My child had Asperger’s disorder before, can he keep that diagnosis?

Asperger’s disorder is no longer an official diagnosis in the new system.  So, children and adolescents with an Asperger’s diagnosis will now be given a diagnosis of Autism Spectrum Disorder.  The transition to this new label can be challenging for many children and families.  Many people feel like their Asperger’s diagnosis just made sense and that it perfectly described them.  Transitioning to a new diagnosis can feel like a loss of identity, since many people with Asperger’s strongly relate to their diagnosis and with their likeminded peers.  However, even with an ASD diagnosis, affected children and adults may continue to identify as a person with Asperger’s syndrome and pursue Asperger’s social groups and activities.   Families and schools may still find that books written about Asperger’s disorder are helpful.

Will getting a new diagnosis affect my child’s services at school?

We do not anticipate that your services will change.  However, these decisions are always made by the school district based upon educational testing and needs.  We are not yet sure how the diagnosis of Social Communication Disorder will be handled by school.  Classification in the category of Speech and Language Impairment may be considered.  Services are always provided base on the child’s symptoms and broad educational needs.  This should continue to be the case.  Families should always talk with their school’s Committee for Special Education about concerns.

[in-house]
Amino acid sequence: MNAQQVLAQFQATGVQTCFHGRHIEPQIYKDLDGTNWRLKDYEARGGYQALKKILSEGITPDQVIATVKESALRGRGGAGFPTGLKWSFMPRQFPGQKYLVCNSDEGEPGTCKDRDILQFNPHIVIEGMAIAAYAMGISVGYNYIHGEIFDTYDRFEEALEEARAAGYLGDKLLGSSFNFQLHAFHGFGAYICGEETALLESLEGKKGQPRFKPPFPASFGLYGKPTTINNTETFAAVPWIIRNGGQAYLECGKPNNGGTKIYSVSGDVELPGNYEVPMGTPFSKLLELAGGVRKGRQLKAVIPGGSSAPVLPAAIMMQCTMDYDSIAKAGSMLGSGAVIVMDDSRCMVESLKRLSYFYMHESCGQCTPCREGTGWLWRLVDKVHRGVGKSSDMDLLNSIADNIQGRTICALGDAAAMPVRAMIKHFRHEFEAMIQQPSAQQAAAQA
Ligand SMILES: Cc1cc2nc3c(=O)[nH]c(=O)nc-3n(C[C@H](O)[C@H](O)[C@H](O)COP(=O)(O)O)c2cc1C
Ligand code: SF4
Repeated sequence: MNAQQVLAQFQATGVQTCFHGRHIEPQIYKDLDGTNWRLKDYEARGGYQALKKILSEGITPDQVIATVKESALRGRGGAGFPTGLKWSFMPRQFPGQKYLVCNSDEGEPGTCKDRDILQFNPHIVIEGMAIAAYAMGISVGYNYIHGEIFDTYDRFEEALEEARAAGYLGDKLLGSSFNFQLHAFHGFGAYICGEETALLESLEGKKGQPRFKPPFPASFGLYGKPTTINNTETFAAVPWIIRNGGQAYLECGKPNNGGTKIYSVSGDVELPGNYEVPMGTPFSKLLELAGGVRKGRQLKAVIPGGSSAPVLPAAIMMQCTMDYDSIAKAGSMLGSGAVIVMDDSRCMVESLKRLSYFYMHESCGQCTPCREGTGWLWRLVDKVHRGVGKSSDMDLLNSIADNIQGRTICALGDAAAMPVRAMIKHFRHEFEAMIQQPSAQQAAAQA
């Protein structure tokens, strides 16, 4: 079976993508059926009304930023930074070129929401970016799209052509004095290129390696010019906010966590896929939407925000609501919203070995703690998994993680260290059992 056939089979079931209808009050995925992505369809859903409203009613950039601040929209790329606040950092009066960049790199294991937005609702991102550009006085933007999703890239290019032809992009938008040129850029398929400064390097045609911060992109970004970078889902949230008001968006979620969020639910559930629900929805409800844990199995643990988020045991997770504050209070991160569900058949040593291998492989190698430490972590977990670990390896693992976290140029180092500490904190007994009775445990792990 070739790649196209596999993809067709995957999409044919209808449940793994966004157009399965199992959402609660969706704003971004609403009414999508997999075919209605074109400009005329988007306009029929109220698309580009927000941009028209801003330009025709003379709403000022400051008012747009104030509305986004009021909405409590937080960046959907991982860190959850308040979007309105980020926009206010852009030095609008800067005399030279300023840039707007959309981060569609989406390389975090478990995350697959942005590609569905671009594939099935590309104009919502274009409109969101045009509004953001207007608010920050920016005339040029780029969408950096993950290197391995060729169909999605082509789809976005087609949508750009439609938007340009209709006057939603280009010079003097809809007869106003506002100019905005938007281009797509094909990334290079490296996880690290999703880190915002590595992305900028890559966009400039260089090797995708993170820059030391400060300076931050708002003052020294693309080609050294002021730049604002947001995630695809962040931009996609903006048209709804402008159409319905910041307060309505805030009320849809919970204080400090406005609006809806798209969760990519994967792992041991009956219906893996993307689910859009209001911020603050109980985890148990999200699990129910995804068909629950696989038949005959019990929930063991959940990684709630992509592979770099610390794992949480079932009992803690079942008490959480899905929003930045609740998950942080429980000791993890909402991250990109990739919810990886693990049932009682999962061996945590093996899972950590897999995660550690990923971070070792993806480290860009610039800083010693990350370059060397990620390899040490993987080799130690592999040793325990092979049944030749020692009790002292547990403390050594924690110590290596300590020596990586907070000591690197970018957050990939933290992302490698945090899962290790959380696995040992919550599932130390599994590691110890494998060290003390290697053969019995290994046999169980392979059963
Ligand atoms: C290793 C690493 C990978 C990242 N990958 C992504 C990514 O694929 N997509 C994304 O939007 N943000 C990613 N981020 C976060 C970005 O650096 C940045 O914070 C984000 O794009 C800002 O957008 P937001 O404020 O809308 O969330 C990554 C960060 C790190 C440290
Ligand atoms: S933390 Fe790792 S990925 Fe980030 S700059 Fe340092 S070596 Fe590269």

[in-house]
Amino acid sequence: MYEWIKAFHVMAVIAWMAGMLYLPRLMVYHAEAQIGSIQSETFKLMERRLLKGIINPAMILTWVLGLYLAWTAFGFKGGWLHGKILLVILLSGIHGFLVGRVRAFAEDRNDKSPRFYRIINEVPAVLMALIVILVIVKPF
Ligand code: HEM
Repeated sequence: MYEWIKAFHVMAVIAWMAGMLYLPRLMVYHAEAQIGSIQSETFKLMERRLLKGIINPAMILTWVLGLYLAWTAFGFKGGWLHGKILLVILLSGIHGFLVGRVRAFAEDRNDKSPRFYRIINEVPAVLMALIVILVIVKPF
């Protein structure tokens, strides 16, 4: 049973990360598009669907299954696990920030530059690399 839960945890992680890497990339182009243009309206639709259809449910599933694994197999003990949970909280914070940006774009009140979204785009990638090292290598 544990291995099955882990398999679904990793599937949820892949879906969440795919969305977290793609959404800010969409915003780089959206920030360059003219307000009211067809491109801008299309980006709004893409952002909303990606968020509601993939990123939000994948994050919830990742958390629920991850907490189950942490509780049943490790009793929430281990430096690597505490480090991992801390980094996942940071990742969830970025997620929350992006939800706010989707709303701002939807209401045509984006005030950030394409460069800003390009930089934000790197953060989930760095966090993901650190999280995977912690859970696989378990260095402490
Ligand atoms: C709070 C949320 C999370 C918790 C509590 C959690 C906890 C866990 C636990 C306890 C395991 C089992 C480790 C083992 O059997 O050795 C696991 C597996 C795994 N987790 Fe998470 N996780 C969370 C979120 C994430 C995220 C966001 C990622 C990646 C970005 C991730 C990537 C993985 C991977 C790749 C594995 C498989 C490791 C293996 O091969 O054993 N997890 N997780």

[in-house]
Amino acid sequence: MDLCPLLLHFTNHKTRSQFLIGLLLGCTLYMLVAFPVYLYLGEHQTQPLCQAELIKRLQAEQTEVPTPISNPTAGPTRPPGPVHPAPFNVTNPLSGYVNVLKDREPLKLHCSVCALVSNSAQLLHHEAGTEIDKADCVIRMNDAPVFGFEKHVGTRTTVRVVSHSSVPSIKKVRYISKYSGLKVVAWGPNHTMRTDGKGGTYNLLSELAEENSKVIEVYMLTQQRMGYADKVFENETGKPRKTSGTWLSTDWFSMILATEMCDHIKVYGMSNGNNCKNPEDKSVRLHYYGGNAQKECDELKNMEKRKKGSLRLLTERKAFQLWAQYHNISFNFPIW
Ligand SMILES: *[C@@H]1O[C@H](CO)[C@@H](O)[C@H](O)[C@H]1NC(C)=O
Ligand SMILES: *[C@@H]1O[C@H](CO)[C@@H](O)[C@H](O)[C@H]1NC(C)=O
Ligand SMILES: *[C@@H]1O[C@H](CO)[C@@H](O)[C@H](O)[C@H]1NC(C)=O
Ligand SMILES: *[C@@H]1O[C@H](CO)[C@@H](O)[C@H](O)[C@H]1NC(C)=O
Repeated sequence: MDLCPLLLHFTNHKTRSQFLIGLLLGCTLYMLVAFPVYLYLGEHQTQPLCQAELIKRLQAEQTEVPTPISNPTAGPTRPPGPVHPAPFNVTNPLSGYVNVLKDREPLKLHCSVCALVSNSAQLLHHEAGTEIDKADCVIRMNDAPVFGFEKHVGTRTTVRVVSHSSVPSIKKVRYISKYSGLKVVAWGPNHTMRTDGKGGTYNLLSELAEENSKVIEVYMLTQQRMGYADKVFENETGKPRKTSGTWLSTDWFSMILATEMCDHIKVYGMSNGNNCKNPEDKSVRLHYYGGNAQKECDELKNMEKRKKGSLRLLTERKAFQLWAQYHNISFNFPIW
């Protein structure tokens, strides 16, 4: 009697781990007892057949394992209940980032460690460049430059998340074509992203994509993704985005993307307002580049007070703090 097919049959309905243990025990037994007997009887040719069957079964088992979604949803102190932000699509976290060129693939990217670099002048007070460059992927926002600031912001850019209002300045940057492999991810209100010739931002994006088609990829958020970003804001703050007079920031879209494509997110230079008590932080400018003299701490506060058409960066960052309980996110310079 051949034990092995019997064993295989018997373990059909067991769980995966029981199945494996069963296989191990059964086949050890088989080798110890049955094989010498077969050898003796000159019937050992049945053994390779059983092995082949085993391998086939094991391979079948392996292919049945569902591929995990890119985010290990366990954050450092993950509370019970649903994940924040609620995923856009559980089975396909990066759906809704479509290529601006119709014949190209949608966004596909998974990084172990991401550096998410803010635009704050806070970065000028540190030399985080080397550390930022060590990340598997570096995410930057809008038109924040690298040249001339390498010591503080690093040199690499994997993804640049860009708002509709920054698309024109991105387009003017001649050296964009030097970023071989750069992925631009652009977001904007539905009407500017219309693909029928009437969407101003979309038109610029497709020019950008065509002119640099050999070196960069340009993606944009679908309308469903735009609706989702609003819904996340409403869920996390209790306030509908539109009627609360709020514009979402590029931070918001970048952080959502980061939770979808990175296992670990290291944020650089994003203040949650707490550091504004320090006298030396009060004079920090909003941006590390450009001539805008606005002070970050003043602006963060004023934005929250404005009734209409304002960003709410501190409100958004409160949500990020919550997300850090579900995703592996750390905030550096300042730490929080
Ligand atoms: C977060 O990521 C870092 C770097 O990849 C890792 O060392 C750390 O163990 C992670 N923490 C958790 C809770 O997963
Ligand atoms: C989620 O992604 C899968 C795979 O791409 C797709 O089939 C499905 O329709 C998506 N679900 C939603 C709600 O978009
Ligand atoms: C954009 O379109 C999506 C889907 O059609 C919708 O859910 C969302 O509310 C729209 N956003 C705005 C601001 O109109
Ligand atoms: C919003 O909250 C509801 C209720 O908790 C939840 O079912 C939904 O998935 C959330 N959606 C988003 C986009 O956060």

I’m hearing a lot of mixed messages. What you just told me is different than what I read online or heard from my friend.

Right now there is a lot of conflicting information about how the new rules for diagnosing autism will affect families.  Some organizations say that all children with prior diagnoses should get an ASD diagnosis without re-evaluation.  Others suggest that re-evaluations are both important and necessary.  We are working to respond to the changes in a way that best serves the interest and wellbeing of all of the children and families that we serve. 

DSM-5 states that all children with past diagnoses of autism spectrum disorders should get a current Autism Spectrum Disorder diagnosis, unless they do not have enough repetitive behaviors to meet the new guidelines.  In this case a diagnosis, such as Social Communication Disorder will likely be given.  To make sure that we really understand your child’s current behaviors, we will review current symptoms at regular follow-up visits.  We believe that this is the best way to reach all families and to address questions and concerns.  Because this is a new process, we are not yet sure how school districts or insurance companies will respond to changes in diagnosis.  We will do our best to provide you with updated information as soon as we have it.

Other Resources

More information on the changes to the Autism Spectrum diagnosis can be found at: